by Matt Wilkes

Reds lock up No. 7 seed, end regular season with victory over Twins

With three runs in the 10th inning, the Reds wrapped up the abbreviated regular season with a 5-3 win over the Twins in extra innings.

Tucker Barnhart had the go-ahead hit with a single to score pinch-runner Michael Lorenzen. The Reds tacked on two more runs with a bases loaded walk from Joey Votto and an RBI single from Eugenio Suarez.

The result ultimately had no impact on playoff seeding. Because the Cardinals defeated the Brewers on Sunday, the Reds remained the No. 7 seed in the National League. They’ll face the No. 2-seeded Braves in the opening round of the postseason.

The Reds close out the regular season having won their last five series, building some valuable momentum heading into the playoffs.

The Pitching

Sonny Gray gave up just two hits in his final tuneup start before the postseason. While he wasn’t missing a ton of bats (4 strikeouts, 11 whiffs on 87 pitches), Gray prevented the Twins from elevating the ball. He coaxed nine ground balls against only one fly ball, one pop-up, and two line drives. But his four walks came back to bite him. Free passes played a direct role in both runs he gave up in 5.1 innings.

The Reds right-hander held the Twins scoreless through four-and-a-half innings, but the 0-0 tie was finally broken in the bottom of the fifth. Gray walked Jake Cave to lead off the inning, which was followed by a strikeout and a groundout that moved Cave to second. Gray fired a curveball into the dirt on the first pitch of the next at-bat, advancing Cave to third. In a 2-2 count against Marwin Gonzalez, Gray attemped a quick pitch that looked to be right down the middle for strike three — but he was called for a balk, allowing Cave to score.

In the sixth, Gray again issued a leadoff walk followed by a single. He struck out Nelson Cruz to end his day, but uncorked a wild pitch during the at-bat to move runners up to second and third. Tejay Antone came on in relief and allowed a sacrifice fly before striking out Cave to end the inning.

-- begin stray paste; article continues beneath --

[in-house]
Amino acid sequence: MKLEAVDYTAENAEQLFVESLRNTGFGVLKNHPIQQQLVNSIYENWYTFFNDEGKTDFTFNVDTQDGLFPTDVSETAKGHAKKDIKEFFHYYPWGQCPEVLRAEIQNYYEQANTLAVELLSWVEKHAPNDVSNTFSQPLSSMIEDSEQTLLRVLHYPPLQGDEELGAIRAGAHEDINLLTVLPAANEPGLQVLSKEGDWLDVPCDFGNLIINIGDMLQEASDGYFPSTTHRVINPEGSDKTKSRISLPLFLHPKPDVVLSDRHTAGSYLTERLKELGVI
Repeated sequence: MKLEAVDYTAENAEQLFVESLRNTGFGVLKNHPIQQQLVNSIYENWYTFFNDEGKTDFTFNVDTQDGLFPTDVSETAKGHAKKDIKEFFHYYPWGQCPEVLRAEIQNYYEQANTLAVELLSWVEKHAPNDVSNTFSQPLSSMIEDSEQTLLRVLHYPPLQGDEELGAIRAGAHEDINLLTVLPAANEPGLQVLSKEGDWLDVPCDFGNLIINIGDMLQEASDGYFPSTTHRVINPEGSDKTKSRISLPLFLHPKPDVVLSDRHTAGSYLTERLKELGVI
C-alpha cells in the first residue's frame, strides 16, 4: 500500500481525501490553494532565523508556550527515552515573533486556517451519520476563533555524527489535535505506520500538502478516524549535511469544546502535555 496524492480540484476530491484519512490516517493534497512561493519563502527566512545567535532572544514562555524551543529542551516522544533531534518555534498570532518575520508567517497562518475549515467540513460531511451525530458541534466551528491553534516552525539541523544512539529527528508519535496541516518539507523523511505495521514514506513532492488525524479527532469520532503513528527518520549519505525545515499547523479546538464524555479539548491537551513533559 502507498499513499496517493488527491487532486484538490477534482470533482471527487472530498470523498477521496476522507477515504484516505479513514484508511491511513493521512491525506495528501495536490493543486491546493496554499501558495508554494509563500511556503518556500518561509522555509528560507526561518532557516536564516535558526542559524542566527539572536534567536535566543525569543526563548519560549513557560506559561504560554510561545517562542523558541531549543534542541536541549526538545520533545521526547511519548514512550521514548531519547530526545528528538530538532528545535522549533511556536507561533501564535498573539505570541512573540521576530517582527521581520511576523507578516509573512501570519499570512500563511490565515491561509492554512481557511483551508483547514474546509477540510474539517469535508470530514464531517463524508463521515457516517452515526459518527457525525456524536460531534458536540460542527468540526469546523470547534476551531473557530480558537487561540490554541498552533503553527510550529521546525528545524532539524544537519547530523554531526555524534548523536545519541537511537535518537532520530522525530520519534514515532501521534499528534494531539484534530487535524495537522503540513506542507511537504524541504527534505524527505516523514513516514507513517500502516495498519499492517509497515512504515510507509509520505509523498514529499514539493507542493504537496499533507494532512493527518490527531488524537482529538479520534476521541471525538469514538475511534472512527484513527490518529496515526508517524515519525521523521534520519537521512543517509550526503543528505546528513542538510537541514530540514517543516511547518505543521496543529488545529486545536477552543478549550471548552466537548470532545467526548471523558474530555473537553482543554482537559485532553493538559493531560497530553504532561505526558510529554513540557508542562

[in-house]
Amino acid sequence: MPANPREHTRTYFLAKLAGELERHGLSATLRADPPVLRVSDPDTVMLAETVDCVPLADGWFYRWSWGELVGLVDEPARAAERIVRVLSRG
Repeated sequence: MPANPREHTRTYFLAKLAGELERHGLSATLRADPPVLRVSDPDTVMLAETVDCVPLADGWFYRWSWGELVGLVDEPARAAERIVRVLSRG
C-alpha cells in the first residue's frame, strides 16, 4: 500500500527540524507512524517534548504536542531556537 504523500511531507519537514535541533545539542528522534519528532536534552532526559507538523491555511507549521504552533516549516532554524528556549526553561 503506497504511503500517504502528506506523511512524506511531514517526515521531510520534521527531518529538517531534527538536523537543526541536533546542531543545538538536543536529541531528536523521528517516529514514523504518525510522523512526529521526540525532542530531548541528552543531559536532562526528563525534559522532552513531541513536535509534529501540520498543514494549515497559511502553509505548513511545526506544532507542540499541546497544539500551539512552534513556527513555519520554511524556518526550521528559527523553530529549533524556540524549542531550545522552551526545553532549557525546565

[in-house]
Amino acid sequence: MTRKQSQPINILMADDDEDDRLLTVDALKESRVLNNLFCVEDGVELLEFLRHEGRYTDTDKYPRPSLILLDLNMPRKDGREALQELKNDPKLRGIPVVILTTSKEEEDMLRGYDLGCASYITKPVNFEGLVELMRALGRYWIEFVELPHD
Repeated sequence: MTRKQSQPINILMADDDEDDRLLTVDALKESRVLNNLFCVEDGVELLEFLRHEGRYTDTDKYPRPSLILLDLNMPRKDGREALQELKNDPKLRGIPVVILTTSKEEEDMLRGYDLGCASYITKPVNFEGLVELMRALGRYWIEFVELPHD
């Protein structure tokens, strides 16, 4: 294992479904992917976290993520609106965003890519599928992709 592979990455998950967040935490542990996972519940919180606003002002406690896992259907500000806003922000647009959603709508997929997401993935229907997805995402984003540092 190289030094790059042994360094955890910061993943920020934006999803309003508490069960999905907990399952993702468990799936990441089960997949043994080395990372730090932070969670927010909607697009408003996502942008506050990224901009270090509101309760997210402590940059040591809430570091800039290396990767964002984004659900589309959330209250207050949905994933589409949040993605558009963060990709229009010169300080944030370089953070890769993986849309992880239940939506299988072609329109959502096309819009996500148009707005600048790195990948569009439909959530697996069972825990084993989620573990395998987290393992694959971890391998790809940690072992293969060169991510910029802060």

Antone fired a scoreless seventh inning as well, racking up three strikeouts in 1.2 innings.

Amir Garrett had a rough go of it in the eighth inning. He gave up a bloop single to Mitch Garver (73.7 mph exit velocity) to start the inning. After striking out Max Kepler, Garrett got Luis Arraez to hit a ground ball back to the mound. What could’ve been an inning-ending double play resulted in no outs, as Garrett airmailed the throw to second base.

Lucas Sims saved the day, though, getting Nelson Cruz to hit into the inning-ending double play that was botched one batter prior. Sims struck out the first two batters of the ninth inning before allowing a single. Raisel Iglesias recorded the final out of the inning by striking out Jorge Polanco. Iglesias gave up an RBI single (an unearned run, by the way) to begin the 10th, but retired the next three batters — two via strikeout — to end it.

The Hitting

The Reds offense couldn’t generate much against 40-year-old lefty Rich Hill, picking up two hits and three walks while holding the Reds scoreless through five innings. Cincinnati finally broke through the third time through the lineup. Joey Votto drew a two-out walk, forcing Hill from the game at 88 pitches. Eugenio Suarez greeted former Reds teammate Matt Wisler rudely by hitting an RBI double to right-center field to tie the game at one.

Once the Reds began to face the Twins’ right-handed relievers, David Bell used pinch-hitters for four of the five batters who came to the plate in the seventh inning, and it paid off. Jesse Winker (pinch-hitting for Kyle Farmer) doubled with one out and Freddy Galvis (pinch-hitting for Jose Garcia) followed with a single, tying the game at two.

In the 10th, the Reds took advantage of having pinch-runner Lorenzen start on second base. He advanced to third on a single by Curt Casali and scored the go-ahead run on a single by Barnhart. Two batters later, Votto drew a bases-loaded walk to bring home another run. Suarez followed with a run-scoring single to extend the lead to 5-2.

Reds Most Valuable Players

  • Lucas Sims: .255 WPA (Win Probability Added)
  • Freddy Galvis: .234 WPA
  • Eugenio Suarez: .125 WPA

Play of the Game

  • Lucas Sims: .175 WPA | GIDP vs. Cruz in 8th inning

Hardest-Hit Balls

  • Mike Moustakas: 107.5 mph | Single in 2nd inning
  • Eugenio Suarez: 104.3 mph | Single in 10th inning
  • Jose Garcia: 102.9 mph | Flyout in 3rd inning
  • Joey Votto: 101.3 mph | Flyout in 4th inning
  • Jesse Winker: 99.7 mph | Double in 7th inning

Highest Velocities By Pitcher

  • Tejay Antone: 97.7 mph
  • Raisel Iglesias: 97.7 mph
  • Amir Garrett: 95.3 mph
  • Lucas Sims: 95.1 mph
  • Sonny Gray: 94.4 mph

Unluckiest Out of the Day